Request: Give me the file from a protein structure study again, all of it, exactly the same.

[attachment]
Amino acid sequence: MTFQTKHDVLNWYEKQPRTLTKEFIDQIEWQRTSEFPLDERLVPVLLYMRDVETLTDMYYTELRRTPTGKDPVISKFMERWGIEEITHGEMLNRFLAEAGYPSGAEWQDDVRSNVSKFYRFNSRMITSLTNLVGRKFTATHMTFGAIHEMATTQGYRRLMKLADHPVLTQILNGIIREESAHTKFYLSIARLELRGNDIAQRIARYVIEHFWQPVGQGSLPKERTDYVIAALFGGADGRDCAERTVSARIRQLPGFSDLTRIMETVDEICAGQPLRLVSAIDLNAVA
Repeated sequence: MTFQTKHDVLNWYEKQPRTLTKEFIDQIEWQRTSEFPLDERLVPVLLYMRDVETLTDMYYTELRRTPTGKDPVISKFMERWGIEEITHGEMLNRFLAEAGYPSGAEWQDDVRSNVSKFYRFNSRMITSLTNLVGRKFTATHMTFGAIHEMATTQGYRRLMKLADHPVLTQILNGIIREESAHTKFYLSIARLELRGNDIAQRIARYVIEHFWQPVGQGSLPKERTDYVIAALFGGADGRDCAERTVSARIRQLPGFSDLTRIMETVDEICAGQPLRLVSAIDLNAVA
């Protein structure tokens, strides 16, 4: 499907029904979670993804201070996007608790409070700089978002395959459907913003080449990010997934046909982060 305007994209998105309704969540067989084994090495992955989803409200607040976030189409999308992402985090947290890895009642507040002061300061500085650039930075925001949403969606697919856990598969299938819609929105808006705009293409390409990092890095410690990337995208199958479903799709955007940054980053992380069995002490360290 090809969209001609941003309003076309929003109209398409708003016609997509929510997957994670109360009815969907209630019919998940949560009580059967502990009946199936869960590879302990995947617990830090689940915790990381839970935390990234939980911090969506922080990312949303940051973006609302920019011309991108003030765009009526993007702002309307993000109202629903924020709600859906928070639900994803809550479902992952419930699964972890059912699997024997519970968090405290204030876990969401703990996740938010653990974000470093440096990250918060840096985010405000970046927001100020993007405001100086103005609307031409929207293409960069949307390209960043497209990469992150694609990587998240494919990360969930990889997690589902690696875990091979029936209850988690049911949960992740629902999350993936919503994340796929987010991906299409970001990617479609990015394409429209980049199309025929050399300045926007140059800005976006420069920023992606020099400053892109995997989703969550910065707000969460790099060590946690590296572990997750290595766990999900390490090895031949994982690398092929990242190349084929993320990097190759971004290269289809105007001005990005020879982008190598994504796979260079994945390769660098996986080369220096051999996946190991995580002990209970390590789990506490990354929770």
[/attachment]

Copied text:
Amino acid sequence: MTFQTKHDVLNWYEKQPRTLTKEFIDQIEWQRTSEFPLDERLVPVLLYMRDVETLTDMYYTELRRTPTGKDPVISKFMERWGIEEITHGEMLNRFLAEAGYPSGAEWQDDVRSNVSKFYRFNSRMITSLTNLVGRKFTATHMTFGAIHEMATTQGYRRLMKLADHPVLTQILNGIIREESAHTKFYLSIARLELRGNDIAQRIARYVIEHFWQPVGQGSLPKERTDYVIAALFGGADGRDCAERTVSARIRQLPGFSDLTRIMETVDEICAGQPLRLVSAIDLNAVA
Repeated sequence: MTFQTKHDVLNWYEKQPRTLTKEFIDQIEWQRTSEFPLDERLVPVLLYMRDVETLTDMYYTELRRTPTGKDPVISKFMERWGIEEITHGEMLNRFLAEAGYPSGAEWQDDVRSNVSKFYRFNSRMITSLTNLVGRKFTATHMTFGAIHEMATTQGYRRLMKLADHPVLTQILNGIIREESAHTKFYLSIARLELRGNDIAQRIARYVIEHFWQPVGQGSLPKERTDYVIAALFGGADGRDCAERTVSARIRQLPGFSDLTRIMETVDEICAGQPLRLVSAIDLNAVA
């Protein structure tokens, strides 16, 4: 499907029904979670993804201070996007608790409070700089978002395959459907913003080449990010997934046909982060 305007994209998105309704969540067989084994090495992955989803409200607040976030189409999308992402985090947290890895009642507040002061300061500085650039930075925001949403969606697919856990598969299938819609929105808006705009293409390409990092890095410690990337995208199958479903799709955007940054980053992380069995002490360290 090809969209001609941003309003076309929003109209398409708003016609997509929510997957994670109360009815969907209630019919998940949560009580059967502990009946199936869960590879302990995947617990830090689940915790990381839970935390990234939980911090969506922080990312949303940051973006609302920019011309991108003030765009009526993007702002309307993000109202629903924020709600859906928070639900994803809550479902992952419930699964972890059912699997024997519970968090405290204030876990969401703990996740938010653990974000470093440096990250918060840096985010405000970046927001100020993007405001100086103005609307031409929207293409960069949307390209960043497209990469992150694609990587998240494919990360969930990889997690589902690696875990091979029936209850988690049911949960992740629902999350993936919503994340796929987010991906299409970001990617479609990015394409429209980049199309025929050399300045926007140059800005976006420069920023992606020099400053892109995997989703969550910065707000969460790099060590946690590296572990997750290595766990999900390490090895031949994982690398092929990242190349084929993320990097190759971004290269289809105007001005990005020879982008190598994504796979260079994945390769660098996986080369220096051999996946190991995580002990209970390590789990506490990354929770």